Melanson v. U.S. Forensic, LLC et al
MEMORANDUM OF DECISION AND ORDER granting 42 Motion to Dismiss for Failure to State a Claim; granting 48 Motion to Dismiss; granting 49 Motion to Dismiss for Failure to State a Claim; granting 51 Motion to Dismiss; granting 56 Motion to Dismiss for Failure to State a Claim; Based on the foregoing, the Court grants the Defendants motions to dismiss the Plaintiffs complaint in its entirety. Further, the Plaintiffs request for leave to amend the complaint is denied without prejudic e to renewal as a formal motion in accordance with Fed. R. Civ. P. 15, the Local Civil Rules of the Eastern District of New York, and this Courts Individual Rules of Practice. Any such motion to amend shall be filed within 60 days of the date of this order. So Ordered by Judge Arthur D. Spatt on 4/30/16. (Coleman, Laurie)
UNITED STATES DISTRICT COURT
EASTERN DISTRICT OF NEW YORK
DECISION AND ORDER
-againstU.S. FORENSIC, LLC, GARY BELL, HUI ZENG, THE
NATIONAL FLOOD SERVICE, FOUNTAIN GROUP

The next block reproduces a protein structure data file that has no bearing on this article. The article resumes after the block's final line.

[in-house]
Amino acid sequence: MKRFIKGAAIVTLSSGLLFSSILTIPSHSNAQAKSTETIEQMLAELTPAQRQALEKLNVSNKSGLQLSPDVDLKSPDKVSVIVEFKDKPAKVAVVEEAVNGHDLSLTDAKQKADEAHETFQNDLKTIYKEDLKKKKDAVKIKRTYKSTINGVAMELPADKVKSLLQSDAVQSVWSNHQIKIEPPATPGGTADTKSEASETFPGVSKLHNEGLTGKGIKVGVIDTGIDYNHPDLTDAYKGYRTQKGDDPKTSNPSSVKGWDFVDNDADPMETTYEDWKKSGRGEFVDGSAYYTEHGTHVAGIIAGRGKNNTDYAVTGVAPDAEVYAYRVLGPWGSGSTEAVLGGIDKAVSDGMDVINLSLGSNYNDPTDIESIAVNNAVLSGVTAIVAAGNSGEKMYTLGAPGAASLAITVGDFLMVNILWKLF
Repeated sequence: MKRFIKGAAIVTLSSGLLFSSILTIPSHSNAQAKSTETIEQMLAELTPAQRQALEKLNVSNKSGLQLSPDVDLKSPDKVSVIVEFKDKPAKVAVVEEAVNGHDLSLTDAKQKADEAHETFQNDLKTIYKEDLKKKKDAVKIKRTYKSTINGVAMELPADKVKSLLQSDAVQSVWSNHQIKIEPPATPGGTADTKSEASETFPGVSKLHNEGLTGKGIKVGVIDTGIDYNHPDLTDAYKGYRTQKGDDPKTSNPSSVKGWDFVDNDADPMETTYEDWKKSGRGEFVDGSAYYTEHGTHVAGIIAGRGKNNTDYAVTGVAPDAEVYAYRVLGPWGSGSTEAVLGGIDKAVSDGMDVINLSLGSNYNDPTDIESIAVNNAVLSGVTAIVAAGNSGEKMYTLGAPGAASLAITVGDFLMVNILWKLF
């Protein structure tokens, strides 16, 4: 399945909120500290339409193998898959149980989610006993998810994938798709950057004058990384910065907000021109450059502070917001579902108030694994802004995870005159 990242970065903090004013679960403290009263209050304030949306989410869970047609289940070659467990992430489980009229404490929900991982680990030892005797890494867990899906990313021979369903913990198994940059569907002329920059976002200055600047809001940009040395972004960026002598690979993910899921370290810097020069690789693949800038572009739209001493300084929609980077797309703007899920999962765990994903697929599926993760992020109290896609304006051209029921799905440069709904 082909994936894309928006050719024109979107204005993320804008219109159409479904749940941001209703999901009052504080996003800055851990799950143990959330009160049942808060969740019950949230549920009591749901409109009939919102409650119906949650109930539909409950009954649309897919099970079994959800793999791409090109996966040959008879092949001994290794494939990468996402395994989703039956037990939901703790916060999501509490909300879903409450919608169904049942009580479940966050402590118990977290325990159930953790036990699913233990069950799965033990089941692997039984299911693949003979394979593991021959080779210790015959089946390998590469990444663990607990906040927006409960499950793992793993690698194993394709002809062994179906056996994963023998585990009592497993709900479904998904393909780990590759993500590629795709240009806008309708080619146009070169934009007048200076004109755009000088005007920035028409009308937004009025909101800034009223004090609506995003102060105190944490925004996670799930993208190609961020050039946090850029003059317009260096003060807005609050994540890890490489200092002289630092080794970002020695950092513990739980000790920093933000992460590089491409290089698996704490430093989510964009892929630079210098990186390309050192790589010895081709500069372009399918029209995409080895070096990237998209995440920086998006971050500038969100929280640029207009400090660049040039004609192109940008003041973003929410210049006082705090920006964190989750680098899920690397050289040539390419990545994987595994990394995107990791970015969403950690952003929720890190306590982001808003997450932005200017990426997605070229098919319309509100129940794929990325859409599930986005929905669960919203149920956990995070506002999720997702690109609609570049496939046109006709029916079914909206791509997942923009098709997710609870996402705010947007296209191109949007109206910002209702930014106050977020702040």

ADJUSTERS and JASON SAUVE,
The Mostyn Law Firm
Co-Counsel for the Plaintiff
3810 W. Alabama Street
Houston, TX 77027
By: John S. Mostyn, Esq., Of Counsel
Denis G. Kelly & Associates, P.C.
Co-Counsel for the Plaintiff
74 West Park Avenue
Long Beach, NY 11561
By: Denis G. Kelly, Esq., Of Counsel
The Demmons Law Firm, LLC
Attorneys for Defendants U.S. Forensic, LLC and Gary Bell
7461 Jade Street
Metairie, LA 70002
By: Larry E. Demmons, Esq., Of Counsel
Milber Makris Plousadis & Seiden, LLP
Attorneys for Defendant Hui Zeng
1000 Woodbury Road, Suite 402
Woodbury, NY 11797
By: Thomas M. Fleming, II, Esq., Of Counsel
Robinson & Cole LLP
Attorneys for Defendant Standard Fire Insurance Company
280 Trumbull Street
Hartford, CT 06103
By: Stephen E. Goldman, Esq.
Wystan M. Ackerman, Esq., Of Counsel
Foley & Lardner LLP
Attorneys for Defendant National Flood Service
90 Park Avenue
New York, NY 10016
By: Anne B. Sekel, Esq., Of Counsel
Lewis Brisbois Bisgaard & Smith
Attorneys for Defendants Fountain Group Adjusters and Jason Sauve
77 Water Street, 21st Floor
New York, NY 10005
By: Seth I. Weinstein, Esq., Of Counsel
SPATT, District Judge:
On July 8, 2015, the Plaintiff Adam Melanson (“Melanson” or the “Plaintiff”)
commenced this action against the Defendants U.S. Forensic, LLC (“US Forensic”), Gary Bell